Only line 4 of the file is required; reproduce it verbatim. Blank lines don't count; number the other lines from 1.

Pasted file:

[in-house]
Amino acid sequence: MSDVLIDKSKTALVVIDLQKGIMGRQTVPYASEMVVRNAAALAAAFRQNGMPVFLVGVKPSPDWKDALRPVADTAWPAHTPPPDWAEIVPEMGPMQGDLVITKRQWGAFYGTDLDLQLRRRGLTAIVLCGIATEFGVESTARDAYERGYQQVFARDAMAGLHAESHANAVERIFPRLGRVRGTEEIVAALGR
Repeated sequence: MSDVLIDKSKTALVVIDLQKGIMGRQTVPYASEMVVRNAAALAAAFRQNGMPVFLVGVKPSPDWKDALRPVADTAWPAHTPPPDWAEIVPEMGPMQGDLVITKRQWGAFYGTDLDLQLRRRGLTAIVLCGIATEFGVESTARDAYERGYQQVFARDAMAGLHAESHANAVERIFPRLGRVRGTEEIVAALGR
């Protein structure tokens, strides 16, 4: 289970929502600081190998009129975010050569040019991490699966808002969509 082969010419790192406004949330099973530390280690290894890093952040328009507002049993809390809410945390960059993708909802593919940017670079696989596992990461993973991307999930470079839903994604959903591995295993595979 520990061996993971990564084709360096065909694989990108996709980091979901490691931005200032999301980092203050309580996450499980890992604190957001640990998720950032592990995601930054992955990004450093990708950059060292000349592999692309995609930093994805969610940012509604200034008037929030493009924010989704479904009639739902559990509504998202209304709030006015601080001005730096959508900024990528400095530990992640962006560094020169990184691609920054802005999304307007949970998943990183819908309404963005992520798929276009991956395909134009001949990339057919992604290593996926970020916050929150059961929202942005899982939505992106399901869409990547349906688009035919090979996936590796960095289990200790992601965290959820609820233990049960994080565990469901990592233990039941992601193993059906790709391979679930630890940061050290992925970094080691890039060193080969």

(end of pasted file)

């Protein structure tokens, strides 16, 4: 289970929502600081190998009129975010050569040019991490699966808002969509 082969010419790192406004949330099973530390280690290894890093952040328009507002049993809390809410945390960059993708909802593919940017670079696989596992990461993973991307999930470079839903994604959903591995295993595979 520990061996993971990564084709360096065909694989990108996709980091979901490691931005200032999301980092203050309580996450499980890992604190957001640990998720950032592990995601930054992955990004450093990708950059060292000349592999692309995609930093994805969610940012509604200034008037929030493009924010989704479904009639739902559990509504998202209304709030006015601080001005730096959508900024990528400095530990992640962006560094020169990184691609920054802005999304307007949970998943990183819908309404963005992520798929276009991956395909134009001949990339057919992604290593996926970020916050929150059961929202942005899982939505992106399901869409990547349906688009035919090979996936590796960095289990200790992601965290959820609820233990049960994080565990469901990592233990039941992601193993059906790709391979679930630890940061050290992925970094080691890039060193080969």